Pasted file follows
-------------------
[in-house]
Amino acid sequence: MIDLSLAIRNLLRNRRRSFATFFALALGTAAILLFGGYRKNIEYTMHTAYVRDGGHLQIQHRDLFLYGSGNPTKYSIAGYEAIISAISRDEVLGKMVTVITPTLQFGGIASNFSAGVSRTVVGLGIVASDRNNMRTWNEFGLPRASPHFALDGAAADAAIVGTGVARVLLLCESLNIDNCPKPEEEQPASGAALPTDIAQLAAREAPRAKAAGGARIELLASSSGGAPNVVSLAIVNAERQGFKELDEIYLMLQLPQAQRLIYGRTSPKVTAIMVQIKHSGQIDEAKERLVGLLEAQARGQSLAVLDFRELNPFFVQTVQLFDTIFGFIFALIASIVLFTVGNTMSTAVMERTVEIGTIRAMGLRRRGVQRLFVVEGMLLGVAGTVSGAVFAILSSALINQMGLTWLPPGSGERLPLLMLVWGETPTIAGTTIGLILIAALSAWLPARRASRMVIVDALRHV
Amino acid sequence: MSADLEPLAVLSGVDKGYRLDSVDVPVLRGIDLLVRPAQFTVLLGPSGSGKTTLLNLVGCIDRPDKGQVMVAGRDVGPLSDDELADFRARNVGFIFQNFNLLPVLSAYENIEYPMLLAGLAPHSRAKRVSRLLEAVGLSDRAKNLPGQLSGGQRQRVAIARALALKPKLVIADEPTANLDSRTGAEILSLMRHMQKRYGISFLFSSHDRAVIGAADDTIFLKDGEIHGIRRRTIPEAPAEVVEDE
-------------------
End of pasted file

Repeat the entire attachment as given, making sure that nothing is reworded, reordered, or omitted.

[in-house]
Amino acid sequence: MIDLSLAIRNLLRNRRRSFATFFALALGTAAILLFGGYRKNIEYTMHTAYVRDGGHLQIQHRDLFLYGSGNPTKYSIAGYEAIISAISRDEVLGKMVTVITPTLQFGGIASNFSAGVSRTVVGLGIVASDRNNMRTWNEFGLPRASPHFALDGAAADAAIVGTGVARVLLLCESLNIDNCPKPEEEQPASGAALPTDIAQLAAREAPRAKAAGGARIELLASSSGGAPNVVSLAIVNAERQGFKELDEIYLMLQLPQAQRLIYGRTSPKVTAIMVQIKHSGQIDEAKERLVGLLEAQARGQSLAVLDFRELNPFFVQTVQLFDTIFGFIFALIASIVLFTVGNTMSTAVMERTVEIGTIRAMGLRRRGVQRLFVVEGMLLGVAGTVSGAVFAILSSALINQMGLTWLPPGSGERLPLLMLVWGETPTIAGTTIGLILIAALSAWLPARRASRMVIVDALRHV
Amino acid sequence: MSADLEPLAVLSGVDKGYRLDSVDVPVLRGIDLLVRPAQFTVLLGPSGSGKTTLLNLVGCIDRPDKGQVMVAGRDVGPLSDDELADFRARNVGFIFQNFNLLPVLSAYENIEYPMLLAGLAPHSRAKRVSRLLEAVGLSDRAKNLPGQLSGGQRQRVAIARALALKPKLVIADEPTANLDSRTGAEILSLMRHMQKRYGISFLFSSHDRAVIGAADDTIFLKDGEIHGIRRRTIPEAPAEVVEDE